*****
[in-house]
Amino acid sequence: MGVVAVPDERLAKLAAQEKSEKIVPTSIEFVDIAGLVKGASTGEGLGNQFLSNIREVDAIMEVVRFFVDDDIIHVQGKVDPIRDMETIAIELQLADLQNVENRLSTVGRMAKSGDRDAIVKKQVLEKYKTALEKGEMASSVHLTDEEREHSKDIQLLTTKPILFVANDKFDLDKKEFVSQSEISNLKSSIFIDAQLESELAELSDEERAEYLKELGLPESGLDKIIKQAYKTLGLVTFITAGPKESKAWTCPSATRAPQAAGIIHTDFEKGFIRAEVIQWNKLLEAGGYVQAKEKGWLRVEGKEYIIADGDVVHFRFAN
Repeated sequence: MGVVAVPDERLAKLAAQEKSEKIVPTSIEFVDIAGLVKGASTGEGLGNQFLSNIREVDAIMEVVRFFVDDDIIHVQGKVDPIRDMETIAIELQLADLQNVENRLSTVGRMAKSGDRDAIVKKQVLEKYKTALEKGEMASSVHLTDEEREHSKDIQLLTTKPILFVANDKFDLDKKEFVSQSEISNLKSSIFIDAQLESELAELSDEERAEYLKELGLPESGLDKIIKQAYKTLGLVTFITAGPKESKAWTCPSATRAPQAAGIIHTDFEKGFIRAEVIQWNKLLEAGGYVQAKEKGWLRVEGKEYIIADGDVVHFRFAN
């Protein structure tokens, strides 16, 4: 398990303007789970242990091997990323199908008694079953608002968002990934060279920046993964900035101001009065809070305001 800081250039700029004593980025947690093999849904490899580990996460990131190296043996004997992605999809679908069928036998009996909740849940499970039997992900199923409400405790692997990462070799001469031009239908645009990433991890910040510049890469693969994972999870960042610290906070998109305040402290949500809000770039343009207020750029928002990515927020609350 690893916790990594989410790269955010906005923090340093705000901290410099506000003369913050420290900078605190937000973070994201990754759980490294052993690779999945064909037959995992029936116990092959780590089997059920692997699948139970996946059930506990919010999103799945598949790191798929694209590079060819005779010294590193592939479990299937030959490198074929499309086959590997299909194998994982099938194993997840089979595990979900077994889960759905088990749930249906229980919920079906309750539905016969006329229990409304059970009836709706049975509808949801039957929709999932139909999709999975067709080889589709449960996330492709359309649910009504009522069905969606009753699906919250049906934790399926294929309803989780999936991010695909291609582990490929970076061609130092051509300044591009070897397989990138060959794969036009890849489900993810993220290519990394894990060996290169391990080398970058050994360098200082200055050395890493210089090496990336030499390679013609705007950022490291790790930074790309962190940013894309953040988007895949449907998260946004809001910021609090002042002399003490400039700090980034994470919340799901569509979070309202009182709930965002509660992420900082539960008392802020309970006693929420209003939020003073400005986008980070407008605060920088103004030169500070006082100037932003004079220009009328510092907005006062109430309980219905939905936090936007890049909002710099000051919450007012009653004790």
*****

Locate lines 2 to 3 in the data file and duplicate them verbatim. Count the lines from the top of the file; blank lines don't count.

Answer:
Amino acid sequence: MGVVAVPDERLAKLAAQEKSEKIVPTSIEFVDIAGLVKGASTGEGLGNQFLSNIREVDAIMEVVRFFVDDDIIHVQGKVDPIRDMETIAIELQLADLQNVENRLSTVGRMAKSGDRDAIVKKQVLEKYKTALEKGEMASSVHLTDEEREHSKDIQLLTTKPILFVANDKFDLDKKEFVSQSEISNLKSSIFIDAQLESELAELSDEERAEYLKELGLPESGLDKIIKQAYKTLGLVTFITAGPKESKAWTCPSATRAPQAAGIIHTDFEKGFIRAEVIQWNKLLEAGGYVQAKEKGWLRVEGKEYIIADGDVVHFRFAN
Repeated sequence: MGVVAVPDERLAKLAAQEKSEKIVPTSIEFVDIAGLVKGASTGEGLGNQFLSNIREVDAIMEVVRFFVDDDIIHVQGKVDPIRDMETIAIELQLADLQNVENRLSTVGRMAKSGDRDAIVKKQVLEKYKTALEKGEMASSVHLTDEEREHSKDIQLLTTKPILFVANDKFDLDKKEFVSQSEISNLKSSIFIDAQLESELAELSDEERAEYLKELGLPESGLDKIIKQAYKTLGLVTFITAGPKESKAWTCPSATRAPQAAGIIHTDFEKGFIRAEVIQWNKLLEAGGYVQAKEKGWLRVEGKEYIIADGDVVHFRFAN